Ignorance: Well, 100% of higher education in Finland is free? Yes, it is paid by taxes, but the reward is to the country and what Finns are willing to pay for social benefits to the country. Those readers who are paying enormous sums for the education of their children should wonder about this. Taxes are a bit higher than in the US but, in return, they get free education (plus a stipend from the taxpayers for living expenses) and free medical care to all. There are those readers who find this insulting, objectionable, on ideological grounds, but for those who have multiple children in college or a family suffering from expensive life ending diseases, there are other possibilities that you don't know of, yet criticize. A friend, 4 years with pancreatic cancer, 600 euros ($1000) at the time. My biking accident 5 days in ICU, $60--for food! Wake up.

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50s4ever

Jan-18-14 4:18 PM

Finland is quite homogenous, people get along well with same religion and national pride. That ain't what your savior in the White House says makes things work.

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50s4ever

Jan-18-14 4:13 PM

There is no such thing as a free education. Unless of course the teachers and buildings, maintenance etc. are all gifts.

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bluesman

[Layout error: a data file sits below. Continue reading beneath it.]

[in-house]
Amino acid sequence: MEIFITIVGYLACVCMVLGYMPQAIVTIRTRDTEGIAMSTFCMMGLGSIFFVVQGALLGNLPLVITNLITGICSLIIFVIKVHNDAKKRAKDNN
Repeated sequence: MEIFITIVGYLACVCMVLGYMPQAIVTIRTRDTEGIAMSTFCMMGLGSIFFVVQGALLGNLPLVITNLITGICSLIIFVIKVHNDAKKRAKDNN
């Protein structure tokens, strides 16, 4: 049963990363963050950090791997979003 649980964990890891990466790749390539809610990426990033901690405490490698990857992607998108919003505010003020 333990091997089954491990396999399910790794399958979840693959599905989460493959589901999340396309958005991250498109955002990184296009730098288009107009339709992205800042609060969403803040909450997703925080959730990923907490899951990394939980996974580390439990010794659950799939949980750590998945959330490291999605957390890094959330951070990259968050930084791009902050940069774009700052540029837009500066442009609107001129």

Jan-18-14 1:08 PM

You can't compare a country with 5 million to a country with over 300 million. That's like asking why is Frewsburg a lot safer than Chicago. If we had 5 mil in this country, they would have everything and more than those in Finland.

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bluesman

Jan-18-14 12:59 PM

If you were smart you would know that not a soul on here cares about Finland. I don't talk about Toledo because I know no one on here cares about Toledo. Do you really think I am going to look up facts about Finland? Come on, join us in the real world.

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bluesman

Jan-18-14 12:50 PM

Because the PJ knows that the quick back and forth is what keeps things interesting. People who can make a point in four words keeps the debate going. Using 400 words to make a point shuts things down. I know it, the pj knows it. You just don't know it. If you want to add something, stop rambling on and on. Say something funny once in a while. And for Gods sake (and ours) lighten up.

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Regelski

Jan-18-14 12:36 PM

As to the comment about a country of 400,000, if this is about Finland, it has 5 million. And many people want to go there, for good reason: it's a social democracy (look it up) and, as such, has the social "safety net" that Teapublicans hate. Health care is free. Higher education is free. Those out of work are reeducated. Life is good (look at "happiness ratings" on line). Taxes are, for me, not above what they would be in the US. The country pulls together: it is "we" not "me," a concept foreign to Americans except in times of emergency. The educational system is at the top of international comparisons. More people read here than anywhere in the world. Ergonomic working conditions are the norm. There are no social ghettos. If you haven't experienced these advantages, there is no basis for criticism and every reason to think that they should be in the US: what is the cost of a quality higher education in the US, compared to for free?